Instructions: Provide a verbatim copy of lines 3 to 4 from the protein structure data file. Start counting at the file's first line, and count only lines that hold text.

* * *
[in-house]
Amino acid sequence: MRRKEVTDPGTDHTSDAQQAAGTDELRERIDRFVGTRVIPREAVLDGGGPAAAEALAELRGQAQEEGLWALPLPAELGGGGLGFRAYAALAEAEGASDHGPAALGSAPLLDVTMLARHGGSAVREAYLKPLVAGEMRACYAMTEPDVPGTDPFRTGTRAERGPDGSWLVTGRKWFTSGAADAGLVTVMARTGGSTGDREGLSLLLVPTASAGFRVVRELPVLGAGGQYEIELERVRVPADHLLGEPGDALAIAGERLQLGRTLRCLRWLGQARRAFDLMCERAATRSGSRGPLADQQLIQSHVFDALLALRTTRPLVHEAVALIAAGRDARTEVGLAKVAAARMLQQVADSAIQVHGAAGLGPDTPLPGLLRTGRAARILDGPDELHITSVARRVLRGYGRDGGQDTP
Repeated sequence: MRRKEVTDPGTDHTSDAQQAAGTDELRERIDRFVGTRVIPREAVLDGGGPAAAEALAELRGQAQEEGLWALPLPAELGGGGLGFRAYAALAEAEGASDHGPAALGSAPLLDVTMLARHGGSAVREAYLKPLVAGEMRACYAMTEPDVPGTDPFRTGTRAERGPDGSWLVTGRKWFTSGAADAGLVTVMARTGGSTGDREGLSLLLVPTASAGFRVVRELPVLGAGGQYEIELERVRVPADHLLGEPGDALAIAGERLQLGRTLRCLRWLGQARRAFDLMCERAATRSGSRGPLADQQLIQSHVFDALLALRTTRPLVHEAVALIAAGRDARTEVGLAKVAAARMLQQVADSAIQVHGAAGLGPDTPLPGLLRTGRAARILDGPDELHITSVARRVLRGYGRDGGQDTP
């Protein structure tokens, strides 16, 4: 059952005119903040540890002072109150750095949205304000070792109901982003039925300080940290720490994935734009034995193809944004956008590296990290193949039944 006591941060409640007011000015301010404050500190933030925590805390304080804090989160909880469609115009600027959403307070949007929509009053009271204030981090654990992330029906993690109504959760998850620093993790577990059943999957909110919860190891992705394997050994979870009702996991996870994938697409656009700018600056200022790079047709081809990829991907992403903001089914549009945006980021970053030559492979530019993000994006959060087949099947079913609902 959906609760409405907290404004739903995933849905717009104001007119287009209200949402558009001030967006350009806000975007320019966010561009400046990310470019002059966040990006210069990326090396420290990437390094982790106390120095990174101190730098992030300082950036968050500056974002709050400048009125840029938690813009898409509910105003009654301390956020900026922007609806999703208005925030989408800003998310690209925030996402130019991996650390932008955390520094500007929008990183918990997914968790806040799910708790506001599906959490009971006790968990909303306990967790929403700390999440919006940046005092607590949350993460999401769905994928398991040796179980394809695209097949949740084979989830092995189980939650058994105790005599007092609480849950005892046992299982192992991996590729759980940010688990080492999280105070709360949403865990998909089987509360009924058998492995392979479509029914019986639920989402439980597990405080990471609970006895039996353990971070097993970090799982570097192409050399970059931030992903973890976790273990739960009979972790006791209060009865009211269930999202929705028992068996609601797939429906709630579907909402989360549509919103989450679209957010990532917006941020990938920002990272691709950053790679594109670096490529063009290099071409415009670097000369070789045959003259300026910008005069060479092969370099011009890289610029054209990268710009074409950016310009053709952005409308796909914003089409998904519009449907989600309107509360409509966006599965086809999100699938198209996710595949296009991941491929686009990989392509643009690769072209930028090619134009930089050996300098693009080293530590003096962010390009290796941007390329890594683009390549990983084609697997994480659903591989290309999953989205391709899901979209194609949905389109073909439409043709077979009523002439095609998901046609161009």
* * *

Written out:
Repeated sequence: MRRKEVTDPGTDHTSDAQQAAGTDELRERIDRFVGTRVIPREAVLDGGGPAAAEALAELRGQAQEEGLWALPLPAELGGGGLGFRAYAALAEAEGASDHGPAALGSAPLLDVTMLARHGGSAVREAYLKPLVAGEMRACYAMTEPDVPGTDPFRTGTRAERGPDGSWLVTGRKWFTSGAADAGLVTVMARTGGSTGDREGLSLLLVPTASAGFRVVRELPVLGAGGQYEIELERVRVPADHLLGEPGDALAIAGERLQLGRTLRCLRWLGQARRAFDLMCERAATRSGSRGPLADQQLIQSHVFDALLALRTTRPLVHEAVALIAAGRDARTEVGLAKVAAARMLQQVADSAIQVHGAAGLGPDTPLPGLLRTGRAARILDGPDELHITSVARRVLRGYGRDGGQDTP
């Protein structure tokens, strides 16, 4: 059952005119903040540890002072109150750095949205304000070792109901982003039925300080940290720490994935734009034995193809944004956008590296990290193949039944 006591941060409640007011000015301010404050500190933030925590805390304080804090989160909880469609115009600027959403307070949007929509009053009271204030981090654990992330029906993690109504959760998850620093993790577990059943999957909110919860190891992705394997050994979870009702996991996870994938697409656009700018600056200022790079047709081809990829991907992403903001089914549009945006980021970053030559492979530019993000994006959060087949099947079913609902 959906609760409405907290404004739903995933849905717009104001007119287009209200949402558009001030967006350009806000975007320019966010561009400046990310470019002059966040990006210069990326090396420290990437390094982790106390120095990174101190730098992030300082950036968050500056974002709050400048009125840029938690813009898409509910105003009654301390956020900026922007609806999703208005925030989408800003998310690209925030996402130019991996650390932008955390520094500007929008990183918990997914968790806040799910708790506001599906959490009971006790968990909303306990967790929403700390999440919006940046005092607590949350993460999401769905994928398991040796179980394809695209097949949740084979989830092995189980939650058994105790005599007092609480849950005892046992299982192992991996590729759980940010688990080492999280105070709360949403865990998909089987509360009924058998492995392979479509029914019986639920989402439980597990405080990471609970006895039996353990971070097993970090799982570097192409050399970059931030992903973890976790273990739960009979972790006791209060009865009211269930999202929705028992068996609601797939429906709630579907909402989360549509919103989450679209957010990532917006941020990938920002990272691709950053790679594109670096490529063009290099071409415009670097000369070789045959003259300026910008005069060479092969370099011009890289610029054209990268710009074409950016310009053709952005409308796909914003089409998904519009449907989600309107509360409509966006599965086809999100699938198209996710595949296009991941491929686009990989392509643009690769072209930028090619134009930089050996300098693009080293530590003096962010390009290796941007390329890594683009390549990983084609697997994480659903591989290309999953989205391709899901979209194609949905389109073909439409043709077979009523002439095609998901046609161009």